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Comcast probs and questions

by rohan.katipally-208132649 / January 19, 2006 5:44 AM PST

To use Bittorrent, I according to some sites, say that I would have to port forward my ports for my router and modem. But that would require changing my IP to a static IP address, and I don't know if I am allowed to do that. I have Comcast Internet (cable), and am I allowed to do that? ...like create a static IP?

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Comcast. . .
by Coryphaeus / January 20, 2006 10:34 PM PST

will supply a static IP address. For a price. You can read about it at the Comcast.net site.

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So not free?
by rohan.katipally-208132649 / January 21, 2006 5:43 AM PST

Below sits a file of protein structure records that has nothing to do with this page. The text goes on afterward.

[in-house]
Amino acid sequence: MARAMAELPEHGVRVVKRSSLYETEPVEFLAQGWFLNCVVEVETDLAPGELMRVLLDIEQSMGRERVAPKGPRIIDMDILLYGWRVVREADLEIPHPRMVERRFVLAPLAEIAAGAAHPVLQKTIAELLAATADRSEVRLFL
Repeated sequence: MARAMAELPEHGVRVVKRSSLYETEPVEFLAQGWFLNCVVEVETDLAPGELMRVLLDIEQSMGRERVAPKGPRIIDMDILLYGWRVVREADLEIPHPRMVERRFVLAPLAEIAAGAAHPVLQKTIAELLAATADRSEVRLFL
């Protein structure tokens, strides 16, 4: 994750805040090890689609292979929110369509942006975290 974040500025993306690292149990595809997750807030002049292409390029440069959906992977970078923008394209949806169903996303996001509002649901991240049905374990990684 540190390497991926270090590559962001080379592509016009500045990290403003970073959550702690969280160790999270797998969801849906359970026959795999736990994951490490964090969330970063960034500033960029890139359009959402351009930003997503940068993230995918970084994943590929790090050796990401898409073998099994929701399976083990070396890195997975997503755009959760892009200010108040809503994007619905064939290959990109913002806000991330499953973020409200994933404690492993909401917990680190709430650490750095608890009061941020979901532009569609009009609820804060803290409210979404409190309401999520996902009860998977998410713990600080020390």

In reply to: Comcast. . .

So, wait, does that mean I can't change my current IP address to a static, and just remain with one. I mean, I don't need another entire address, just need to change mine. So am I allowed to change my current one to static. And if I can't, does that mean I can't use Bittorrent effectively.

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Not familiar with Bittorrent, but. . .
by Coryphaeus / January 21, 2006 9:50 AM PST
In reply to: So not free?

This is from the Comcast Terms of Service:

IP Addresses: Comcast will provide you with dynamic Internet protocol (''IP'') address(es) as a component of the Service and these IP address(es) can and do change over time. You will not alter, modify, or tamper with these dynamic IP address(es) or those of any other customer. You agree not to use a dynamic domain name server or DNS to associate a host name with the dynamic IP address(es) for any commercial purpose. You also agree not to use any software on or in conjunction with any computer(s) or network device connected to the Service that provides for static IP address(es). If applicable, Comcast will release and/or recover the dynamic IP address(es) upon disconnection, discontinuance, or termination of the Service or this Agreement.